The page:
the actions of our government. believe me. first i'm signing an executive action to begin a great rebuilding of the armed services of the united states. developing a plan for new planes, new ships, new resources and new tools for our men and women in uniform. i'm very proud to be doing that. [applause] as we prepare our budget request for congress, and i think congress is going to be very happy to see it, our military strength will be questioned by no one but neither will our dedication to peace. we do want peace. secondly, i'm established new vetting measures to keep radical
islamic terrorists out of the united states of america. we don't want them here. we want to ensure that we are not admitting into our country the very threats our soldiers are fighting overseas. we only want to admit those into our country who will support our country and love deeply our people. we will never forget the lessons of 9-11, nor the heros that lost their lives at the pentagon. they were the best of us. we will honor them not only with our words, but with our actions. that's what we're doing today. i am privileged to be here with you, and i promise that our administration will always have your back. we will always be with you. i just want to thank you very much. [applause]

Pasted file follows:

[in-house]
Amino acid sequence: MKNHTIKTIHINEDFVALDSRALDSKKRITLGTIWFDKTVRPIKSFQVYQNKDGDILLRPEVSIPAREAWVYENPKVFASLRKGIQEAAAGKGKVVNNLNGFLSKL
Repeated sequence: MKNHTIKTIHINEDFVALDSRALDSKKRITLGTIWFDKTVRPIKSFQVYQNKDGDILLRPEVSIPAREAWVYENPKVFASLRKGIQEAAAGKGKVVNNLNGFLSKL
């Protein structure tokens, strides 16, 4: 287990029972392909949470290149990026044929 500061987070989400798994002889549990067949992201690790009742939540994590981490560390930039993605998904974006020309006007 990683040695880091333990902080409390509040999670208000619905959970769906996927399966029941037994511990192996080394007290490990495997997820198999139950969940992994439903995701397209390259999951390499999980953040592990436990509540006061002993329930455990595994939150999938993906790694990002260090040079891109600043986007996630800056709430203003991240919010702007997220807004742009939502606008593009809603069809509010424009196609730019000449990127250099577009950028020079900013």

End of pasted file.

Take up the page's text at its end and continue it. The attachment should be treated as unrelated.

i want to just extend a very special congratulations to a great man, and that's secretary mattis. i think he's going to lead us so brilliantly. he's a tremendous soldier, always has been. he's a general's general. every general that i spoke to, they just -- i won't say that they all said he's our favorite, but they did. he's our favorite. he's a special, special man. so i want to bless him and god bless you and god bless america. secretary mattis, i have no doubt you're going to do an outstanding job. thanks very much for accepting this responsibility. thank you. [applause]
>> neil: all right. he's explaining the two executive orders that he's signing. one is on rebuilding the armed services and the other, the tougher vetting of refugees into this country. we touched on it earlier. these would be, i believe, the ninth and tenth executive orders of his young presidency, a week old.
>> this is the protection of the nation from foreign terrorist entry to the united states. we all know what that means. protection of the nation from foreign terrorists entry into the united states. and i want to thank everybody. many great heros, great warriors. we have tremendous respect for you all. thank you for being here. [applause]